I firmly believe that God never dares anyone to do anything. So if you’ve ever felt like you’ve been forced to do something out of pressure or torment or threat, I can assure you that it’s not God. He doesn’t work that way. He’s gentle, oh so gentle. The key to experiencing all that God has and wants to give us is to be willing. “How shall He not with Him (Jesus) also freely give us all things?” (Romans 8:32) Are we even willing to be willing? If you’re not sure but you’re open, then God will lead you. Spend time in prayer and worship. Fast if need be and it doesn’t have to be from food. The Holy Spirit will let you know. And if the gift of tongues is for today—and I believe it is—then God will make sure you get it. Just don’t let doubt turn into unbelief. Because unbelief is sin. God can only do so much when someone is an unbelieving believer. Does this make sense?

Another way to define entelechy is to see the Body of Christ become “endued” with this “power from on high.” (Luke 24:49) But didn’t that already happen on Pentecost? It did (Acts 2:2-4). So now it’s up to us to seek it out anew. Did we just misplace it? How do you misplace the Holy Spirit?

I’ll wrap this up tomorrow.

Open to interpretation? Part 2 A word is worth a thousand words

A couple of watchwords before we begin:

1. Let all things be done decently and in order. (1 Corinthians 14:40)
2. Let all things be done unto edifying. (1 Corinthians 14:26)

With these two maxims in place, I believe we can proceed.

Paul makes an incisive declaration prior to both of these statements. It applies first to number one and ultimately to both. In verse nineteen, he says that he would rather speak five words with his understanding (i.e. native tongue) than ten-thousand words in an unknown tongue. Here, we see his desire, as a good teacher, for the…fluid cognition, and subsequent peace of mind and heart, of his students, his parishioners. And as we all are learning everyday what it means to walk in the spirit (Galatians 5:16), Paul takes care to include, not alienate, someone who’s understanding of spiritual matters is inchoate—in it’s infancy.

And this is the point of the second watchword (14:26). Even before we get into the mechanics of the gifts of the Spirit to the church (1 Corinthians 12:28), we must back up to the first verse of the previous chapter, chapter thirteen. Paul opens by saying that anything of this sort (prophecy, tongues, wisdom and revelation) must, must be done out of a motive of love. And a motive of love—true love for God, for others and for ourselves—includes the auspices of decency, order (14:40), and intention for edification (14:26). Paul seems to bookend the topic of love (as enumerated in chapter 13) with a universal discussion of spiritual gifts (chapter 12) and specifically with the gift of tongues (chapter 14), indicating that love is (literally) to be the focus (and locus) of all of this stuff. Because it’s just stuff when divorced from love.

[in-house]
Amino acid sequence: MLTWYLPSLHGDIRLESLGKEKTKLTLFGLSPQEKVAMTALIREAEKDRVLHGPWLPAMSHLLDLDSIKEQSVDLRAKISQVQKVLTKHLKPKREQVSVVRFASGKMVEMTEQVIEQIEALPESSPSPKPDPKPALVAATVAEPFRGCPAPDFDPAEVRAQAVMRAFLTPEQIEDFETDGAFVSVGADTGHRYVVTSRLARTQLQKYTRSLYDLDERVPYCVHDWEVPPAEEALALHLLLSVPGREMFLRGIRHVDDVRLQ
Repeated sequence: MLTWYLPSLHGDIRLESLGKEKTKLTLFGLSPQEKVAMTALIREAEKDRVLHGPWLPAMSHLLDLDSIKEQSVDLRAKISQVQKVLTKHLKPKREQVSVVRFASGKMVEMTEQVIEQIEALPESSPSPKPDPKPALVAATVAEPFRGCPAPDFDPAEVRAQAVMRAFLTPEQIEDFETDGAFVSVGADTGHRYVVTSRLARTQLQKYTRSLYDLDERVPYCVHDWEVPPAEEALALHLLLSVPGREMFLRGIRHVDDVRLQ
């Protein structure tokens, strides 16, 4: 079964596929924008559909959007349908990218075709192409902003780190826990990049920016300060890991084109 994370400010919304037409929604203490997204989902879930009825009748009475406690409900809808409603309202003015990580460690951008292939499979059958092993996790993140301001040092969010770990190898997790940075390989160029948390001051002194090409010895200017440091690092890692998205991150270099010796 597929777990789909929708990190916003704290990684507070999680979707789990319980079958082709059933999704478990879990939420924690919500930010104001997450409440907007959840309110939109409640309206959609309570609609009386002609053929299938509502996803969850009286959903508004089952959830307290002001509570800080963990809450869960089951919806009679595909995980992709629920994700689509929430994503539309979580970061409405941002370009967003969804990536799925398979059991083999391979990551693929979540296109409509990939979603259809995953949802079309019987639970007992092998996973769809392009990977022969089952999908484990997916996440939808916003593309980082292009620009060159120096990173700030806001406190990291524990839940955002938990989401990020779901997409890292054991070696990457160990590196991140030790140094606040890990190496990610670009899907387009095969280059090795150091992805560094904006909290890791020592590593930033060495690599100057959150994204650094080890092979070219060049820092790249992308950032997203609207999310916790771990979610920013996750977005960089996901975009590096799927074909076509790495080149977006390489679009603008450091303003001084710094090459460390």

But this doesn’t mean that we are then to sideline this topic and dismiss it altogether. Paul says that he desired for everyone to speak in tongues (14:5). A bold statement, no?

Moving forward, a common opinion regarding tongues is that it applies only to the languages spoken on this earth. This comes especially in handy say, when you have a missionary to a foreign mission field who needs to understand and in turn be understood. I’ve heard stories in my current church and others, of this taking place and yes, it is edifying. But it doesn’t stop there. It’s foolish of us, as Christians to not consider this fact: God’s native tongue is not English. How could it be? I’ll pause to let that “sink down into your ears” (Luke 9:44). The first verse of 1 Corinthians 13 speaks of “the tongues of angels”. Elsewhere, Paul refers to “unspeakable words which it is not lawful for a man to utter” (2 Corinthians 12:4). That word “lawful” means “possible”. Paul, when he was “taken up to the third Heaven” (12:2), heard words that he couldn’t take back with him to earth. In other words, the language of Heaven is something altogether different than the 6,000+ languages of earth.

When my Dad accepted Jesus in the Winter of 1968, he purposed to learn everything he could about God. The son of a doctor and a nurse, the analytical questioning gene lives on in him and according to him, anything good that God had provided, from Jesus on (Romans 8:32), was his for the asking. Why not? “Seek and ye shall find” (Luke 11:9). If I truly want to be sold out to God, then I should be willing to go where God would lead me (Romans 8:14) and learn what He’d teach me.

My prayer is that we would keep an open mind and heart about these (seemingly) obscure spiritual matters and shelve outmoded and preconceived notions that are anything less than edifying.

Thank you for reading. More tomorrow!

Open to Interpretation? Part 1